Your support/donation is very important for the development of the project, besides, you can get more personalized technical support, advice, access the aircraft conversion file (see this list), get beta versions or modified firmware versions (if available or upon request).
As always, I want to inspire you to make the parts of your home cockpit by yourself. Because it is simple, quick and free.
You may be surprised, but making such a "complex" module as G1000 is one of the most simple things that you could make by hand for your cockpit!
Currently you can find a dozen of G1000 makers on the sim market that sell their products for price ranging from $600-800 to thousands. Actually, you can make your full-fledged home cockpit for the price of a tiny fraction of such devices cost.
Some of expensive Gxxx systems can be positioned as "professional, certified" devices for flight schools, but it can be true only if they have their proprietary software embedded in their "stand-alone" device, and they are not using the X-Plane's G1000/GPS graphic visuals as "drag-and-drop" screens. And some of them are proclaimed as suitable for "home cockpit builders" (for price of the real avionics)
Most other products are just bezels (more or less "realistic") with buttons and an integrated LCD screen that is used to display the original visual effects of the X-Planes G1000 (see below).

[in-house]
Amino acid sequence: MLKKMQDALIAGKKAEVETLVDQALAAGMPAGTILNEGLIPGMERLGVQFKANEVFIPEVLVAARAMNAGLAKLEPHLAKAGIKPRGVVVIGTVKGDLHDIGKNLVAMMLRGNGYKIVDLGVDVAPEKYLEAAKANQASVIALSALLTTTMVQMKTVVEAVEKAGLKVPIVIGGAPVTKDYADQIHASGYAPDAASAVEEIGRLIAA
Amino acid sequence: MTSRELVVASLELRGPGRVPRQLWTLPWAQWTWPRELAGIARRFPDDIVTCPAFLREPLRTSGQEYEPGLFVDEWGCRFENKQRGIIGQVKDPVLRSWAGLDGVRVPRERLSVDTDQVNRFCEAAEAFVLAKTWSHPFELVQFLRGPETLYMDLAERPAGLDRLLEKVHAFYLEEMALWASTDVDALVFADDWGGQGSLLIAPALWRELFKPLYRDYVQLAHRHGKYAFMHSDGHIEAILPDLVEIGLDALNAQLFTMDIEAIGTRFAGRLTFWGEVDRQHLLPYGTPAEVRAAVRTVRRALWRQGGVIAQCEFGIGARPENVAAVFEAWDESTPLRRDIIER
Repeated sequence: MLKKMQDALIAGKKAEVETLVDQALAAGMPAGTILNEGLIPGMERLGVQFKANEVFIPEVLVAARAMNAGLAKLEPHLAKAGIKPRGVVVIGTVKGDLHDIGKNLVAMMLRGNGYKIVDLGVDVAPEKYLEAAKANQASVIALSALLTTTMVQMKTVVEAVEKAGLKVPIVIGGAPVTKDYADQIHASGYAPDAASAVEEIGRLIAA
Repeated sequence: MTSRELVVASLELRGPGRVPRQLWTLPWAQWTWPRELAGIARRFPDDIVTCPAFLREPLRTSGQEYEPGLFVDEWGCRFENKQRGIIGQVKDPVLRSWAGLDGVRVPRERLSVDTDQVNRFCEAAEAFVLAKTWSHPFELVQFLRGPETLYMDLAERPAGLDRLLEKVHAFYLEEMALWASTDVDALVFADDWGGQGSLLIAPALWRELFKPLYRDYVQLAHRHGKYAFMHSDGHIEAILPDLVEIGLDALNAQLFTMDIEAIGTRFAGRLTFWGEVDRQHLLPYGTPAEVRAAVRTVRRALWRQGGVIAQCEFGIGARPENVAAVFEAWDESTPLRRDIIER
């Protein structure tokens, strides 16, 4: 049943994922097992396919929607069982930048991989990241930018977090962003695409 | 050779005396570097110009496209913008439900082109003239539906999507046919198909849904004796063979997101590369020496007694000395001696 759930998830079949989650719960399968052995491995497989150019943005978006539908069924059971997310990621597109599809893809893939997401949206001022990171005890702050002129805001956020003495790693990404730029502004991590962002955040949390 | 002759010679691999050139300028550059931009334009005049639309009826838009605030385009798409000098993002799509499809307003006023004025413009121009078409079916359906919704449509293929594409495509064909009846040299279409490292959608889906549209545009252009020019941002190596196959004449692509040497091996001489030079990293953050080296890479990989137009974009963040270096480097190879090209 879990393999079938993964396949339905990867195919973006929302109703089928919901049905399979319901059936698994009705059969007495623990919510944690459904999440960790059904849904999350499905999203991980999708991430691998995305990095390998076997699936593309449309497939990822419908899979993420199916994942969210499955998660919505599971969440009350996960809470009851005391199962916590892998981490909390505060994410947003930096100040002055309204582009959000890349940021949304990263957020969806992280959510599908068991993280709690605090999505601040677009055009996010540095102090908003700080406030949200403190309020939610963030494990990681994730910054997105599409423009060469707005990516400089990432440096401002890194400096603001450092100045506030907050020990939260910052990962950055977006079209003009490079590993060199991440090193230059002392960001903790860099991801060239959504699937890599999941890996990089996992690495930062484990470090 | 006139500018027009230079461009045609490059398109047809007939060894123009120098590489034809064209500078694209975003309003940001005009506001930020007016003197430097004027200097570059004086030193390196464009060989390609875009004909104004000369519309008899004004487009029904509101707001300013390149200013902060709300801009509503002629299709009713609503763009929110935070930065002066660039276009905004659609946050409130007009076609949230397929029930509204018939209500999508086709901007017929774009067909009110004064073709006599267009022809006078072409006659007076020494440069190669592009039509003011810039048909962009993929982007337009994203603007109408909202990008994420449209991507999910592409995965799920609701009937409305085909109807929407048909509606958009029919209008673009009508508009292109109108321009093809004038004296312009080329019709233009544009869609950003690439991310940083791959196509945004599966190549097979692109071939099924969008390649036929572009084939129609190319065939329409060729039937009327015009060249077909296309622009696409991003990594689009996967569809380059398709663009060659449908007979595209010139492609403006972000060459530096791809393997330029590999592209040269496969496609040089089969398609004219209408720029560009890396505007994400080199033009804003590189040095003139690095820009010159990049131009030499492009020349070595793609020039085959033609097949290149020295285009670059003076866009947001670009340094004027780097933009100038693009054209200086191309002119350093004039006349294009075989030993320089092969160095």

Some of them are molded from ABS plastic and can be indistinguishable from real Garmin, with all right corners radius, colors, texture, backlight, every millimeter is a piece of art (you can hang it on the wall and admire it, blowing off the dust, or you can use it as spare parts for your real G1000 mask in the plane when it is broken).
The others are more simple, have a flat bezel surface, or it's just a mask on the monitor, with or no backlight, made from plexiglass, but still can be very expensive ($400-1500)
Are you ready to pay for a simple piece of cheap plastic ??? You can estimate whether this is really affordable for you, and if it's worth to spend your money for few simple buttons and smooth surface. Even if you can find most simplified G1000 mask, it is still will be too expensive to use in your home cockpit.
Also, you can find at least one G500/G600 avionics replica for about $1000, it's also LCD screen with the bezel for displaying MFD/PFD using one of the known G600 program (note: the photo on the left is the real G500).
Some other devices such as GPS (430/530) bezels are sold for price of about $200 to $1000.
You can estimate is it really worth it, by just learning more about how all this works, You may be surprised! Read below about this.
Why does no one produce G2000/G3000 ? Maybe because it is much simplier, it is just a simple frame with 12 absolutely similar buttons? How can someone convince people that this is a "very complicated" and expensive device? No chance, you can ask: "C'mon, it's just a small monitor with a row of buttons!" And so it is, you are right!